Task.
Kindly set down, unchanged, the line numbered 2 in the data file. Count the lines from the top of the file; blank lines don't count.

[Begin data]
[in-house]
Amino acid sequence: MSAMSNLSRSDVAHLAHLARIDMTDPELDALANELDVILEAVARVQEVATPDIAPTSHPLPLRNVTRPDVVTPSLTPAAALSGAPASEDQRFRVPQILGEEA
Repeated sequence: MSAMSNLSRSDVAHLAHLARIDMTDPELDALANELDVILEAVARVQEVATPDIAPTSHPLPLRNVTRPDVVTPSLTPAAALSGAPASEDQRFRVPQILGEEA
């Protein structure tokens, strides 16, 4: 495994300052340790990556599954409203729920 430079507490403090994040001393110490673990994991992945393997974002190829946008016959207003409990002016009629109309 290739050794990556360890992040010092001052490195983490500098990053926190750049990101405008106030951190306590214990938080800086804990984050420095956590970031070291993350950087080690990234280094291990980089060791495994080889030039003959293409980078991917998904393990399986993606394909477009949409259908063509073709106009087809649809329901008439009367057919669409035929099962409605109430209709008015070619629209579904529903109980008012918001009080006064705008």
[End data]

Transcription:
Amino acid sequence: MSAMSNLSRSDVAHLAHLARIDMTDPELDALANELDVILEAVARVQEVATPDIAPTSHPLPLRNVTRPDVVTPSLTPAAALSGAPASEDQRFRVPQILGEEA